Lewis was far more ambiguous with his world than his fellow Inkling, and while Tolkien drew all of his own maps with meticulous detail, Lewis let his illustrator do it. Indeed, he told his readers that if they didn't like that one, then by all means draw their own. (The only reason I haven't done so is that my map-drawing skills are almost nonexistent).
Truth be known, Narnia was not the name of the world as a whole, but merely the country favored the most by otherworldly visitors. But since we don't know the name of the world as a whole, we make due with Narnia. It is a flat world, and while we don't know what happens when you travel west (though I suspect from this map that such a venture is blocked by mountains) when you travel east by sea, you encounter all sorts of delightful (and not so delightful) islands. If you sail far enough, you'll encounter sweet water, filled with flowers and at last Aslan's Country.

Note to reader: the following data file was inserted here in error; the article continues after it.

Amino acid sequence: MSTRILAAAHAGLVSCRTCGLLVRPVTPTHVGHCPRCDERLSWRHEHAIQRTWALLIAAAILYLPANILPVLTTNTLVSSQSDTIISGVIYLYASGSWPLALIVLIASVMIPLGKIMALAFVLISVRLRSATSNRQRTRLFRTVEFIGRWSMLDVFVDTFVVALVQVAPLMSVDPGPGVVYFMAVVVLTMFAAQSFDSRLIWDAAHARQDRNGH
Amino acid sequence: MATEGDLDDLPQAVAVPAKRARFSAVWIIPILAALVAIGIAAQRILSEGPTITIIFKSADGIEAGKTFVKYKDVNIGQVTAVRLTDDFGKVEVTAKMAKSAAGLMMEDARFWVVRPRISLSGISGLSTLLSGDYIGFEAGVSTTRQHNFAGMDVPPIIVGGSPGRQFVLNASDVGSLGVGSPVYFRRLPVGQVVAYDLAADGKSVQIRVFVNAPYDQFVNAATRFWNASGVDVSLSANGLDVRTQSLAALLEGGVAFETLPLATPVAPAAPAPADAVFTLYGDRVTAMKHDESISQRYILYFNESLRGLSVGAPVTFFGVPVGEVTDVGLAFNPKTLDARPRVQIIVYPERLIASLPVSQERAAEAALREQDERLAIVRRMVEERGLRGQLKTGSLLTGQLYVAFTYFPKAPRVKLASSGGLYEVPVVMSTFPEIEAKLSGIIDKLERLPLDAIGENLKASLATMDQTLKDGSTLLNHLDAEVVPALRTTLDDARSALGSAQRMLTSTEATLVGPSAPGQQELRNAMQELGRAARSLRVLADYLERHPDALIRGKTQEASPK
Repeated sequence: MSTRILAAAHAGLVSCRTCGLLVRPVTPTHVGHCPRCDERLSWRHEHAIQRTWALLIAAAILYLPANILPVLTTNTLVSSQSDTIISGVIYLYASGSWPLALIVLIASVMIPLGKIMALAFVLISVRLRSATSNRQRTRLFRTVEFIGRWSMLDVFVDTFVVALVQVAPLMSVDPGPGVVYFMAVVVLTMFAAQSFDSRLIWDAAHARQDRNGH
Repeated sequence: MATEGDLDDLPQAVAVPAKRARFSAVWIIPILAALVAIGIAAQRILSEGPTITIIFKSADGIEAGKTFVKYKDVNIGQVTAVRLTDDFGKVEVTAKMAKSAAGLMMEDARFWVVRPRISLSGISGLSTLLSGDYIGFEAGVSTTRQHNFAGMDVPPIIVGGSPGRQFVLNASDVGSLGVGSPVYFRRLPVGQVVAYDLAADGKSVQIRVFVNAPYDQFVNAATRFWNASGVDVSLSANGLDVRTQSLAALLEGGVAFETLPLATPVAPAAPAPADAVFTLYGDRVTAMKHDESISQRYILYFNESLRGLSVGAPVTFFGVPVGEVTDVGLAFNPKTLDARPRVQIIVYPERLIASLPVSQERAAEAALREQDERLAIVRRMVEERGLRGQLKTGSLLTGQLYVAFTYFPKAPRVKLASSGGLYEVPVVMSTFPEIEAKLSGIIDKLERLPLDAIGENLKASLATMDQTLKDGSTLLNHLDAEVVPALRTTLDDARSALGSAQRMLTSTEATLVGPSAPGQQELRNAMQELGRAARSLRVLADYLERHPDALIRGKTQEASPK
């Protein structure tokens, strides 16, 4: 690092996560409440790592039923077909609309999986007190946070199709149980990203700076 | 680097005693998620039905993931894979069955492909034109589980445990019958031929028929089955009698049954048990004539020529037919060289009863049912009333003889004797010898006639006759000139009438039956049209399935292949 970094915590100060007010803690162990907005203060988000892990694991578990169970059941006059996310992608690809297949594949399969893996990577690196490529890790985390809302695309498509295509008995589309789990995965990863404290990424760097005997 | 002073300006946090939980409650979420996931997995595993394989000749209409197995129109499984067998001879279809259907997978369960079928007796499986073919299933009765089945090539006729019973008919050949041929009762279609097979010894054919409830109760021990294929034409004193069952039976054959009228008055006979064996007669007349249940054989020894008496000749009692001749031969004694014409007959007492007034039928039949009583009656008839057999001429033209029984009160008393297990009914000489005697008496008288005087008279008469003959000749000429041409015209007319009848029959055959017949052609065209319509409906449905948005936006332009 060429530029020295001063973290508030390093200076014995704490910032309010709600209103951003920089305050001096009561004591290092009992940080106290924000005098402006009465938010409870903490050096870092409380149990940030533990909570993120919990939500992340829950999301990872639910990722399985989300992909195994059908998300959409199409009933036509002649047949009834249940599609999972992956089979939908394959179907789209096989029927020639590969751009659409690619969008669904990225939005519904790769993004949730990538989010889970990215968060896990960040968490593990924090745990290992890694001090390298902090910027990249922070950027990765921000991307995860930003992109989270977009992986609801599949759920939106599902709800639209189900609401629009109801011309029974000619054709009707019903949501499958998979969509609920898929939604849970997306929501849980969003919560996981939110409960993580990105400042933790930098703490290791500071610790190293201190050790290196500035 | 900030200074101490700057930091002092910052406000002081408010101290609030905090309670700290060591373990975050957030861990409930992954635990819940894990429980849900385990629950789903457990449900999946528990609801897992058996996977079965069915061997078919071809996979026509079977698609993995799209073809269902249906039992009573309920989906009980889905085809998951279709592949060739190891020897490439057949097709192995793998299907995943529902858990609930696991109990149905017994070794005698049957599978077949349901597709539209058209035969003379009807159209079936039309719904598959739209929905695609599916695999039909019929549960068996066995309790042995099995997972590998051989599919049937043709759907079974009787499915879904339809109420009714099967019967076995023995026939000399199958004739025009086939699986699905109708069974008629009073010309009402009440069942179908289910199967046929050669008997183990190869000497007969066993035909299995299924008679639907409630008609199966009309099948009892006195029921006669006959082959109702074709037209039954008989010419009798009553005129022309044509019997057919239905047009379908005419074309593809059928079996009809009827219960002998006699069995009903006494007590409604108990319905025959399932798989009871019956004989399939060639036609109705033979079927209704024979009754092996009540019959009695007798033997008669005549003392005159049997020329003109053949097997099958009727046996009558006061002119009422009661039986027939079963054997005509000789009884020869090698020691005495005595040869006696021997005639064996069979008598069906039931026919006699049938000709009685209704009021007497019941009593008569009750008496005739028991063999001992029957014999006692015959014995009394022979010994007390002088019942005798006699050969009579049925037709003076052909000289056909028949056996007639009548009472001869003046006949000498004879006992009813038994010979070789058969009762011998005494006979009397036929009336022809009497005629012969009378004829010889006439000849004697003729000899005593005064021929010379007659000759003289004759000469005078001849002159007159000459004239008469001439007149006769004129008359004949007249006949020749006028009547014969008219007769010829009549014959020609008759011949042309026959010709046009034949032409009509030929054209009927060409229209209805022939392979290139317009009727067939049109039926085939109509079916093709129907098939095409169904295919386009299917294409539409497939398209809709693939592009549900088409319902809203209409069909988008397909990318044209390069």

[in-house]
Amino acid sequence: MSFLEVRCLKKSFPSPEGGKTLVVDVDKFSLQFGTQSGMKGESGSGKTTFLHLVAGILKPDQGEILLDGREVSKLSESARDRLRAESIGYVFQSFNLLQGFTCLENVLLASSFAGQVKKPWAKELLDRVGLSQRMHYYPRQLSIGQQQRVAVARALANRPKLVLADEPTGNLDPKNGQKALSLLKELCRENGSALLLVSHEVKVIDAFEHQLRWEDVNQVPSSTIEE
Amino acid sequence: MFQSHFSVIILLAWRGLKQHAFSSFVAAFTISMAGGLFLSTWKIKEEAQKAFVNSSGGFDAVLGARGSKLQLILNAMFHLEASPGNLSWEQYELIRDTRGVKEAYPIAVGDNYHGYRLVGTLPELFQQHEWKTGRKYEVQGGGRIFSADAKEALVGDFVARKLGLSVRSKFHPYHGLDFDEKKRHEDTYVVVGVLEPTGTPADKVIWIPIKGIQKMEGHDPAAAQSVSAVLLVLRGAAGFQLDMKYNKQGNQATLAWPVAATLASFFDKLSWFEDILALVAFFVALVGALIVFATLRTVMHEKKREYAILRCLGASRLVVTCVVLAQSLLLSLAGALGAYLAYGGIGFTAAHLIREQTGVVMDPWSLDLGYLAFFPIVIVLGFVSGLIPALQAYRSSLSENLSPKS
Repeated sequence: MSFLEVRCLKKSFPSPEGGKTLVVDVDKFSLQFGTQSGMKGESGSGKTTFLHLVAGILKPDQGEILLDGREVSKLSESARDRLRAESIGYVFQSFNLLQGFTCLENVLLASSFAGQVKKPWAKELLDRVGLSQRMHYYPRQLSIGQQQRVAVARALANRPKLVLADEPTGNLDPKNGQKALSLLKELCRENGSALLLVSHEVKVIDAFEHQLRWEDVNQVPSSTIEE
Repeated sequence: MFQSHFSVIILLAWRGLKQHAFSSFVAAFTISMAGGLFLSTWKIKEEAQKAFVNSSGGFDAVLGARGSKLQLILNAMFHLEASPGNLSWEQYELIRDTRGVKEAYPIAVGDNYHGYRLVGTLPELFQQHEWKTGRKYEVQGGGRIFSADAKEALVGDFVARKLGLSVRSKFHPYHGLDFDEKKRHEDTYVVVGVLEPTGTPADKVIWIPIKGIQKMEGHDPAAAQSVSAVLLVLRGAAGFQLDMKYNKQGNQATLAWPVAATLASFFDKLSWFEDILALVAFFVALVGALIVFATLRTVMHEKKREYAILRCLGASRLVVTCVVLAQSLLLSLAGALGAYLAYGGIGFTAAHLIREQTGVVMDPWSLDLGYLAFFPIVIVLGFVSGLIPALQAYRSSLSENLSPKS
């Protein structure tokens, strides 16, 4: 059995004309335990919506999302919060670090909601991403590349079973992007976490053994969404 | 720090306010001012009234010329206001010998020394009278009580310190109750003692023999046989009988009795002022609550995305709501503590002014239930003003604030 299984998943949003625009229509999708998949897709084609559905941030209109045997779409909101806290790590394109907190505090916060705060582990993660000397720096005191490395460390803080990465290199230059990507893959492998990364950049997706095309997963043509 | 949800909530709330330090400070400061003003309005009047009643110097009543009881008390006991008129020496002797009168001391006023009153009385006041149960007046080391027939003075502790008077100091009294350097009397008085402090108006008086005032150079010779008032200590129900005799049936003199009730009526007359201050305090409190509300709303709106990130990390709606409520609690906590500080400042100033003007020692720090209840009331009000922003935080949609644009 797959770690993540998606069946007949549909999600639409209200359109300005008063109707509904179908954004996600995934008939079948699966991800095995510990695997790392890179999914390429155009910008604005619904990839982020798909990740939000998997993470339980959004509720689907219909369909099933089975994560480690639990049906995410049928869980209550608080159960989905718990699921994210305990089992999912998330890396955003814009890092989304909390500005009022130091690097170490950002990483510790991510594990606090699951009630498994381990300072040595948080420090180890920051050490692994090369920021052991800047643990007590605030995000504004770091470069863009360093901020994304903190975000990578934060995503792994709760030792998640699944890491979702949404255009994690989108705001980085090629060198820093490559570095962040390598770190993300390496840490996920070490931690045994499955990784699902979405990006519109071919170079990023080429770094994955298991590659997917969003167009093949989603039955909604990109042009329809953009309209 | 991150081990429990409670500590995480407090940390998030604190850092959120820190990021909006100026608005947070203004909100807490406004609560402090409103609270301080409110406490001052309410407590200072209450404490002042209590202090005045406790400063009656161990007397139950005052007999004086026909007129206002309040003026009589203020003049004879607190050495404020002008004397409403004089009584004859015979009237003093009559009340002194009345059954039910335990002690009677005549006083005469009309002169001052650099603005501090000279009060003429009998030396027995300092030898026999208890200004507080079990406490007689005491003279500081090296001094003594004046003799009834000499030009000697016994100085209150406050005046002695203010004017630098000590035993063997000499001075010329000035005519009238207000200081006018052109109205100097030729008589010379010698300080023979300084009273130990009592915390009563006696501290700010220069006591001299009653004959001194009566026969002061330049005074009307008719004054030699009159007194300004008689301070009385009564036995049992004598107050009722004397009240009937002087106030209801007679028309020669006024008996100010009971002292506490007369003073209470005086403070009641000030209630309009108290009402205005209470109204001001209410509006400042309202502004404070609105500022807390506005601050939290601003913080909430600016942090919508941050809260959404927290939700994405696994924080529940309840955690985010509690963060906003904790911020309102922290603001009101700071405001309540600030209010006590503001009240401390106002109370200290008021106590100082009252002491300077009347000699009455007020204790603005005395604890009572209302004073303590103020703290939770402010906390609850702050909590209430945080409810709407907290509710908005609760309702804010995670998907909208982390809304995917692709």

The land itself is made of several countries, Narnia pretty much in the middle, with Ettinsmoor and the Northern Waste to the north, both very cold, and sunny Archenland to the south and desert Calormen to the south of that.
Peoples and Culture:
With the exception of elves and fairies, Lewis managed to cram every sort of mythological creature into Narnia, and those he didn't, the movies have added. (I don't remember the phoenix in the books, but its there in the movie). While Archenland and Calormen are inhabited by mostly humans, Narnia itself is home to most of the strange creatures. Talking animals are the most common, but there are also black and (if I remember right) red dwarves, fauns, dryads, naiads, and a few roman gods (namely Bacchus). While there are a few humans in Narnia, more so after the Telmorene evasion, they are generally not a majority. The Northern Wastes are inhabited by not-so-friendly giants.